In this circuit we use the output signal from a standard IR receiver (IC1 in the schematic of Figure 1) to drive a miniature loudspeaker. The IR receiver from Vishay used here is available for various frequencies ranging from 30 to 56 kHz. A large number of IR remote controls operate according to the so-called RC5 protocol that uses a frequency of 36 kHz. In our prototype we used a TSOP4836; and as the part number suggests, it is intended for 36 kHz operation. However, it will also ‘work’ at other frequencies, if they are not too different.
The signal at the output of the IR receiver is at too high a frequency to generate an appropriate sound signal; that is why we first pass the signal through a divide-by-2 IC (IC2). You can use the signal from any of the outputs, depending on your personal preference (we used output ‘0’ (pin 9) – the input signal divided by two).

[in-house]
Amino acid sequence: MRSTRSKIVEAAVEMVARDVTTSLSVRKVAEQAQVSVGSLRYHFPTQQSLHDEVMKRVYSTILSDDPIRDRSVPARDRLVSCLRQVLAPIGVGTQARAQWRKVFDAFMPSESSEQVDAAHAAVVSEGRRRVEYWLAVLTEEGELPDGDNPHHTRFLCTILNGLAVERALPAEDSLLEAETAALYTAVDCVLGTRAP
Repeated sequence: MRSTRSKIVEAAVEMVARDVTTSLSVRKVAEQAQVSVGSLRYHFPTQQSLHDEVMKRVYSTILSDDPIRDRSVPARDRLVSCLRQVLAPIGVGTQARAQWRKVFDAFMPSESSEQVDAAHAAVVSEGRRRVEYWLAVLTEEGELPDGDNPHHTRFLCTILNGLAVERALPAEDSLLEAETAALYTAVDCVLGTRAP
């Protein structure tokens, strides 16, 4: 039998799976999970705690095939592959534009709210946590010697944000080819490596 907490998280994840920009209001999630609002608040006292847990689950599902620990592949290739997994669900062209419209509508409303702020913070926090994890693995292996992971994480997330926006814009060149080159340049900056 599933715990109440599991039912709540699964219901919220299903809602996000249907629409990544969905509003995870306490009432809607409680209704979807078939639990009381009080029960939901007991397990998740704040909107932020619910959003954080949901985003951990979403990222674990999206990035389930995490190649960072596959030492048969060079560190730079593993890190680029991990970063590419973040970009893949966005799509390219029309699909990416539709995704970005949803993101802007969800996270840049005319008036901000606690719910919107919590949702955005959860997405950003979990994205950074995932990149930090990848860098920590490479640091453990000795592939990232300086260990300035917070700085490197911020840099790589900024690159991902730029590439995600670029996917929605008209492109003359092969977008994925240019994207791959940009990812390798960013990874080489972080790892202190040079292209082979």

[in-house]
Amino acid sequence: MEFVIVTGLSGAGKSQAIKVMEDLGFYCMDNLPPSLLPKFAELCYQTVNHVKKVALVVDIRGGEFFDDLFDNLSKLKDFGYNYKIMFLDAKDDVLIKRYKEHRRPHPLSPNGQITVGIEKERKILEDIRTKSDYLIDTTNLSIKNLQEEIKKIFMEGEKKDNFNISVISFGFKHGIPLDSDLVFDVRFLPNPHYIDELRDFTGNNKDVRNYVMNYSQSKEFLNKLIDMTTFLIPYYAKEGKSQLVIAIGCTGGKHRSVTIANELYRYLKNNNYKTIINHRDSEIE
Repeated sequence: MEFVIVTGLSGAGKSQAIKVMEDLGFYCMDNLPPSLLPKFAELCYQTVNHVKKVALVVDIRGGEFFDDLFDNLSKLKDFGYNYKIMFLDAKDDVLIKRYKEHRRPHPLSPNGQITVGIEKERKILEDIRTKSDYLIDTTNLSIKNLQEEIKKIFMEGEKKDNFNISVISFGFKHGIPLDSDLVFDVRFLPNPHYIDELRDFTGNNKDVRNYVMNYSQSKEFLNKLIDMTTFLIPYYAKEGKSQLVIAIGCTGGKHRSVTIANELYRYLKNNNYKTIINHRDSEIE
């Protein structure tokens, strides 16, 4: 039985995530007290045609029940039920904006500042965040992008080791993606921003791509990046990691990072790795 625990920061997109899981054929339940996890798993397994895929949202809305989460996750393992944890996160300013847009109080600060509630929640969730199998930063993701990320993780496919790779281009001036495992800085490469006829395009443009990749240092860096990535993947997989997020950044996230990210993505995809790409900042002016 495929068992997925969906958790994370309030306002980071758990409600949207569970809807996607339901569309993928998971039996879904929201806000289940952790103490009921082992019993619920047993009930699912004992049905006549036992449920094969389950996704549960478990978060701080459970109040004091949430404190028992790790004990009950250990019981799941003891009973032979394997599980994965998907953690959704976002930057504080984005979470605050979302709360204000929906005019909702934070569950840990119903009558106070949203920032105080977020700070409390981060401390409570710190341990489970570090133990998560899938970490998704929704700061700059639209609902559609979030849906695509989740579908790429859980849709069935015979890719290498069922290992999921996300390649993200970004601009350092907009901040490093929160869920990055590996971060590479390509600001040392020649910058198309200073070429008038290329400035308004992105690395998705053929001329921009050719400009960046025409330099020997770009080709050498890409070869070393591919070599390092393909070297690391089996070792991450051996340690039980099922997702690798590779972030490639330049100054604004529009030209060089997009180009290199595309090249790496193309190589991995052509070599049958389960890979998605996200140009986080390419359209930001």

We use this signal to drive a very simple push-pull output stage (T1/T2), that nevertheless has enough power to drive a small loudspeaker.
The circuit is powered from 3 V (two AA-batteries); the current consumption amounts to about 13 mA maximum (0.66 mA when idle). R1 and C1 decouple the power supply voltage for the IR receiver to prevent any potential interference from the output stage.
Using this circuit (which you can build on a breadboard or prototyping board) you cannot only check whether an IR remote control is still functional, but you can also compare different brands and models with each other.